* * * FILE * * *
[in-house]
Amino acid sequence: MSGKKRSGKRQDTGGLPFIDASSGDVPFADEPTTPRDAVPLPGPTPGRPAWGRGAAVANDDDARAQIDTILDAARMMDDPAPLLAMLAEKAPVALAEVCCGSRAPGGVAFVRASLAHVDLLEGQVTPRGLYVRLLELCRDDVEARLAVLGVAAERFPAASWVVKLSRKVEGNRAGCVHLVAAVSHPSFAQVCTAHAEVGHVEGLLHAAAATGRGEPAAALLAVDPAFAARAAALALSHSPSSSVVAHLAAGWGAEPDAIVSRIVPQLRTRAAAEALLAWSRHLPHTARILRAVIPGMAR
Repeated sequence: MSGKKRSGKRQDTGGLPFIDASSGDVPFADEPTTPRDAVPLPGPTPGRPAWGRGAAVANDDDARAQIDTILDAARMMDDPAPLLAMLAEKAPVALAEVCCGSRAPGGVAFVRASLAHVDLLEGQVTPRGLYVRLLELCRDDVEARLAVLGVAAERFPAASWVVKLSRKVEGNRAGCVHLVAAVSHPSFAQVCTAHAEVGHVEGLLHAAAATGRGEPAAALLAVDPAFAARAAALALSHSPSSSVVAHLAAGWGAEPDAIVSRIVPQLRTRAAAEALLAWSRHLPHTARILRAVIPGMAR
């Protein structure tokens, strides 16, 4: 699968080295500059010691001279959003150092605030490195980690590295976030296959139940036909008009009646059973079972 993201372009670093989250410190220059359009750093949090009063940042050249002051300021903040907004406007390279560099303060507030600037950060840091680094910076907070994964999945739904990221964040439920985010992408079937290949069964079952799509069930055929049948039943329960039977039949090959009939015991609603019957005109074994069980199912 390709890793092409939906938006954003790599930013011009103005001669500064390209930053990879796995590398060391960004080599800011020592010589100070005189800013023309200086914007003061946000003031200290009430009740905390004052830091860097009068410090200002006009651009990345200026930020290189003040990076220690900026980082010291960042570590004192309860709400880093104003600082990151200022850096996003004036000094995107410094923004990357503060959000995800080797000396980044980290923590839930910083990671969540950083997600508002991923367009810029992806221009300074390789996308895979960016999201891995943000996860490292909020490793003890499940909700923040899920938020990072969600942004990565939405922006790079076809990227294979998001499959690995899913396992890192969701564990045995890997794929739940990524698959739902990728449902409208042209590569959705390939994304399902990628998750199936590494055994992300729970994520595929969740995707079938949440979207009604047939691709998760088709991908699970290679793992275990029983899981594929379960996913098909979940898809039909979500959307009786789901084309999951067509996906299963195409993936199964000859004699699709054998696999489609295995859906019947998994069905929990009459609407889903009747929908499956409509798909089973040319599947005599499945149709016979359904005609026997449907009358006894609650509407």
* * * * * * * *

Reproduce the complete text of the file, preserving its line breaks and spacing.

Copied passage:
[in-house]
Amino acid sequence: MSGKKRSGKRQDTGGLPFIDASSGDVPFADEPTTPRDAVPLPGPTPGRPAWGRGAAVANDDDARAQIDTILDAARMMDDPAPLLAMLAEKAPVALAEVCCGSRAPGGVAFVRASLAHVDLLEGQVTPRGLYVRLLELCRDDVEARLAVLGVAAERFPAASWVVKLSRKVEGNRAGCVHLVAAVSHPSFAQVCTAHAEVGHVEGLLHAAAATGRGEPAAALLAVDPAFAARAAALALSHSPSSSVVAHLAAGWGAEPDAIVSRIVPQLRTRAAAEALLAWSRHLPHTARILRAVIPGMAR
Repeated sequence: MSGKKRSGKRQDTGGLPFIDASSGDVPFADEPTTPRDAVPLPGPTPGRPAWGRGAAVANDDDARAQIDTILDAARMMDDPAPLLAMLAEKAPVALAEVCCGSRAPGGVAFVRASLAHVDLLEGQVTPRGLYVRLLELCRDDVEARLAVLGVAAERFPAASWVVKLSRKVEGNRAGCVHLVAAVSHPSFAQVCTAHAEVGHVEGLLHAAAATGRGEPAAALLAVDPAFAARAAALALSHSPSSSVVAHLAAGWGAEPDAIVSRIVPQLRTRAAAEALLAWSRHLPHTARILRAVIPGMAR
């Protein structure tokens, strides 16, 4: 699968080295500059010691001279959003150092605030490195980690590295976030296959139940036909008009009646059973079972 993201372009670093989250410190220059359009750093949090009063940042050249002051300021903040907004406007390279560099303060507030600037950060840091680094910076907070994964999945739904990221964040439920985010992408079937290949069964079952799509069930055929049948039943329960039977039949090959009939015991609603019957005109074994069980199912 390709890793092409939906938006954003790599930013011009103005001669500064390209930053990879796995590398060391960004080599800011020592010589100070005189800013023309200086914007003061946000003031200290009430009740905390004052830091860097009068410090200002006009651009990345200026930020290189003040990076220690900026980082010291960042570590004192309860709400880093104003600082990151200022850096996003004036000094995107410094923004990357503060959000995800080797000396980044980290923590839930910083990671969540950083997600508002991923367009810029992806221009300074390789996308895979960016999201891995943000996860490292909020490793003890499940909700923040899920938020990072969600942004990565939405922006790079076809990227294979998001499959690995899913396992890192969701564990045995890997794929739940990524698959739902990728449902409208042209590569959705390939994304399902990628998750199936590494055994992300729970994520595929969740995707079938949440979207009604047939691709998760088709991908699970290679793992275990029983899981594929379960996913098909979940898809039909979500959307009786789901084309999951067509996906299963195409993936199964000859004699699709054998696999489609295995859906019947998994069905929990009459609407889903009747929908499956409509798909089973040319599947005599499945149709016979359904005609026997449907009358006894609650509407």